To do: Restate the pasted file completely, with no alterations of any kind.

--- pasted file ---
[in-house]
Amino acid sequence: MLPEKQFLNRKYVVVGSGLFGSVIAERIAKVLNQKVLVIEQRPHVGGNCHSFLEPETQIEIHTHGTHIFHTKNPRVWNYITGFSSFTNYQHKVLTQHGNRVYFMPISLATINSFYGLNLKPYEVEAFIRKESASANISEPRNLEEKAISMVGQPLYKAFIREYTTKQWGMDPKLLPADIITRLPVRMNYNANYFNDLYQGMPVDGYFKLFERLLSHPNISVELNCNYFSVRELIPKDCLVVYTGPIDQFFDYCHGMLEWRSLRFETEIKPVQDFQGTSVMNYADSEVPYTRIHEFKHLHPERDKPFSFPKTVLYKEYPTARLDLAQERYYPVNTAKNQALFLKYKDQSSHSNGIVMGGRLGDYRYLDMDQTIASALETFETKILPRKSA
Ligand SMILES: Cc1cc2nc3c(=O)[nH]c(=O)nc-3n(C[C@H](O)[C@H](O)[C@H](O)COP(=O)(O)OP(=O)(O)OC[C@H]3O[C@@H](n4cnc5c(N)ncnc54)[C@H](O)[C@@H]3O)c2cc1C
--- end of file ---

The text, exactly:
[in-house]
Amino acid sequence: MLPEKQFLNRKYVVVGSGLFGSVIAERIAKVLNQKVLVIEQRPHVGGNCHSFLEPETQIEIHTHGTHIFHTKNPRVWNYITGFSSFTNYQHKVLTQHGNRVYFMPISLATINSFYGLNLKPYEVEAFIRKESASANISEPRNLEEKAISMVGQPLYKAFIREYTTKQWGMDPKLLPADIITRLPVRMNYNANYFNDLYQGMPVDGYFKLFERLLSHPNISVELNCNYFSVRELIPKDCLVVYTGPIDQFFDYCHGMLEWRSLRFETEIKPVQDFQGTSVMNYADSEVPYTRIHEFKHLHPERDKPFSFPKTVLYKEYPTARLDLAQERYYPVNTAKNQALFLKYKDQSSHSNGIVMGGRLGDYRYLDMDQTIASALETFETKILPRKSA
Ligand SMILES: Cc1cc2nc3c(=O)[nH]c(=O)nc-3n(C[C@H](O)[C@H](O)[C@H](O)COP(=O)(O)OP(=O)(O)OC[C@H]3O[C@@H](n4cnc5c(N)ncnc54)[C@H](O)[C@@H]3O)c2cc1C